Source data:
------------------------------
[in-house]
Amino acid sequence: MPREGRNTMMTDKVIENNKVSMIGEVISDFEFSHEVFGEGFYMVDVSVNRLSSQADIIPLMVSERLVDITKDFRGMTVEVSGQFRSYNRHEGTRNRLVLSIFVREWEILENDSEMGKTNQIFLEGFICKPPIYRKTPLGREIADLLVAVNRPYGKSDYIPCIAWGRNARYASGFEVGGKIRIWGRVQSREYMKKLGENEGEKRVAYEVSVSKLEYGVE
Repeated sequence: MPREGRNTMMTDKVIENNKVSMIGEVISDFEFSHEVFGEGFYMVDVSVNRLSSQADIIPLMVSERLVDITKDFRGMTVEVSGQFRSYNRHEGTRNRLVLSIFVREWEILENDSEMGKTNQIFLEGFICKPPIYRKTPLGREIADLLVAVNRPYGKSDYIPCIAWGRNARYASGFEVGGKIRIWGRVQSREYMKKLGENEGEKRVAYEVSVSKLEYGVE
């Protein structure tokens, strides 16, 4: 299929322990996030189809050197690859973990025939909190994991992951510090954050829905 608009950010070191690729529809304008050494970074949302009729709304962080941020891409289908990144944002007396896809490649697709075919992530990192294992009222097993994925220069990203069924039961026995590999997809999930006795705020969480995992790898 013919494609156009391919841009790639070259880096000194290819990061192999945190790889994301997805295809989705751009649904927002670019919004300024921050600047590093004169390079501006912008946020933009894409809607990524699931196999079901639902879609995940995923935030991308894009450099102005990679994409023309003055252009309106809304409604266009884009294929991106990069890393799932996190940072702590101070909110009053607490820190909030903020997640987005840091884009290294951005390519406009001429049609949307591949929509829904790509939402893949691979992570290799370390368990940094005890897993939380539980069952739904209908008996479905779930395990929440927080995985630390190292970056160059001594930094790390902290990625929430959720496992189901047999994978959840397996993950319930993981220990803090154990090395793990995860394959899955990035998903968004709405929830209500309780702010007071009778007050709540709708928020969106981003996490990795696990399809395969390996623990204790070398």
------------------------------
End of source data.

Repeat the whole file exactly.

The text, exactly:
[in-house]
Amino acid sequence: MPREGRNTMMTDKVIENNKVSMIGEVISDFEFSHEVFGEGFYMVDVSVNRLSSQADIIPLMVSERLVDITKDFRGMTVEVSGQFRSYNRHEGTRNRLVLSIFVREWEILENDSEMGKTNQIFLEGFICKPPIYRKTPLGREIADLLVAVNRPYGKSDYIPCIAWGRNARYASGFEVGGKIRIWGRVQSREYMKKLGENEGEKRVAYEVSVSKLEYGVE
Repeated sequence: MPREGRNTMMTDKVIENNKVSMIGEVISDFEFSHEVFGEGFYMVDVSVNRLSSQADIIPLMVSERLVDITKDFRGMTVEVSGQFRSYNRHEGTRNRLVLSIFVREWEILENDSEMGKTNQIFLEGFICKPPIYRKTPLGREIADLLVAVNRPYGKSDYIPCIAWGRNARYASGFEVGGKIRIWGRVQSREYMKKLGENEGEKRVAYEVSVSKLEYGVE
């Protein structure tokens, strides 16, 4: 299929322990996030189809050197690859973990025939909190994991992951510090954050829905 608009950010070191690729529809304008050494970074949302009729709304962080941020891409289908990144944002007396896809490649697709075919992530990192294992009222097993994925220069990203069924039961026995590999997809999930006795705020969480995992790898 013919494609156009391919841009790639070259880096000194290819990061192999945190790889994301997805295809989705751009649904927002670019919004300024921050600047590093004169390079501006912008946020933009894409809607990524699931196999079901639902879609995940995923935030991308894009450099102005990679994409023309003055252009309106809304409604266009884009294929991106990069890393799932996190940072702590101070909110009053607490820190909030903020997640987005840091884009290294951005390519406009001429049609949307591949929509829904790509939402893949691979992570290799370390368990940094005890897993939380539980069952739904209908008996479905779930395990929440927080995985630390190292970056160059001594930094790390902290990625929430959720496992189901047999994978959840397996993950319930993981220990803090154990090395793990995860394959899955990035998903968004709405929830209500309780702010007071009778007050709540709708928020969106981003996490990795696990399809395969390996623990204790070398």